We trade time for money and largely forgo enjoyment in work for the sake of a pay packet. Most people believe work is not supposed to be fun.
However, for the autotelic person, fun and enjoyment is an essential aspect of the creative process.
Transmutation of Conditions
The autotelic self possesses the ability to transmute challenging, dull, or even life-threatening situations into activities that bring about transformative states of being.
For this creative personality type, there are no wasted experiences; they can utilise all life circumstances to their benefit.
This does not mean that undesirable conditions are accepted in defeat and hopelessness. On the contrary, the experience is used to challenge the self to uncover unique and creative means to overcome the conditions.
Autotelic individuals accept the nature of current circumstances and resolve to discover the required solutions.
They don’t scramble to be noticed by their peers or the public, and they do not regard competition as the primary reason for engagement in their work. Neither do they waste energy in ego defence, because their ego is in the background.
“The truth is that play seems to be one of the most advanced methods nature has invented to allow a complex brain to create itself.”
- Stuart Brown MD
The Creative Challenge
Some of us will be unable to experience the simplicity and joy of doing things for the sake of it. For we are either too self-conscious and afraid or too self-absorbed and narcissistic.
In this fearful state of mind, then, our daily work is all about evoking a response from others. Too materially absorbed, our focus is only on personal profit, and authentic creative expression is impossible.
Perhaps not an ultimately determining factor, however, the autotelic personality may come about as a result of upbringing. A stable childhood environment and the freedom to explore opportunities without parental expectation may provide a suitable ground for the development of autotelic personality in children.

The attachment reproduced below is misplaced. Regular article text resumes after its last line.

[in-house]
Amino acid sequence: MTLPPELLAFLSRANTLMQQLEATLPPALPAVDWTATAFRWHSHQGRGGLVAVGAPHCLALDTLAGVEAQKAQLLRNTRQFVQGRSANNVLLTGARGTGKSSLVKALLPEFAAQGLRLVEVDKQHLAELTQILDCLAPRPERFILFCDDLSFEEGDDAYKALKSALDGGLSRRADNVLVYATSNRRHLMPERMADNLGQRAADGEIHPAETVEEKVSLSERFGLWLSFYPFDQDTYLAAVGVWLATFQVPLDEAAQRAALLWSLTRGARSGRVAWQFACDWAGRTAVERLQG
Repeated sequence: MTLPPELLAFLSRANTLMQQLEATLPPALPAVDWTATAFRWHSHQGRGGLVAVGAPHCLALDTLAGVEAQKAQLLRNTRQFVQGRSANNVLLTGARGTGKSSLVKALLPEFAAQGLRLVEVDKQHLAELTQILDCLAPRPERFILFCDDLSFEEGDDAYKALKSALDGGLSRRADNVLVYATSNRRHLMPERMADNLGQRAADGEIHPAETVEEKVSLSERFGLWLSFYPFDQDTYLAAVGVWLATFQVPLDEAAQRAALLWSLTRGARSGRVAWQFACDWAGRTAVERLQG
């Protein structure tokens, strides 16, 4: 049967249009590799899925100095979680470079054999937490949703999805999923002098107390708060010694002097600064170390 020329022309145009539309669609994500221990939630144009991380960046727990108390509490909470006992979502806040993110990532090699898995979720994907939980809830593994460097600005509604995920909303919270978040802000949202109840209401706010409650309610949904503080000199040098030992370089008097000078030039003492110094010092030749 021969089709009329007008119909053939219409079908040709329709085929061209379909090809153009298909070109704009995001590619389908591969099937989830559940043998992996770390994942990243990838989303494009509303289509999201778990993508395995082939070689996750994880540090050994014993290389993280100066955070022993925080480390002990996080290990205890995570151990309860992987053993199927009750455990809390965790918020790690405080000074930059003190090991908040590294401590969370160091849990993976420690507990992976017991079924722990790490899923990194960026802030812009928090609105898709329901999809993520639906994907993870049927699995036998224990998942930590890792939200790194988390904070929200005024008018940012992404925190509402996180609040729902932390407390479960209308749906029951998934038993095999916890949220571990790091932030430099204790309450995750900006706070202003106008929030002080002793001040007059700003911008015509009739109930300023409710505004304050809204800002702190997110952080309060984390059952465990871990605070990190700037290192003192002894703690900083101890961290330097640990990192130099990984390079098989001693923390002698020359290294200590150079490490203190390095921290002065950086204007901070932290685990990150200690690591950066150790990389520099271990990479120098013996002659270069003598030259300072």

Although some creative people develop an autotelic personality in childhood, this does not exclude those who have not from developing the traits of autotelic personality later.
“Why have I stressed professionalism so heavily? Because the most important thing about art is to work. Nothing else matters except sitting down every day and trying” — Steven Pressfield
Regardless, it may be true that we over-analyse ourselves. Questioning ourselves, probing, keeping ourselves from our work. Whereas, all that may be required is to engage in the work, to go to the place that curiosity takes us.
In all our creative endeavours, there will be work that needs to be done, and it will be difficult. But what is life without challenges?
It’s supposed to be that way despite our often unwillingness to face it.
So best to go where you’re drawn, go deep into it, create meaning, and give yourself a purpose.
We only get one go at this as far as I know.
Thanks for taking the time to read my stuff. Every morning you’ll find me sharing a new thought on life, art, work, creativity, the self and the nature of reality on The Reflectionist. You’ll find me on The Creative Mind too. If you like what I’m creating, join my email list to receive the weekly Sunday Letters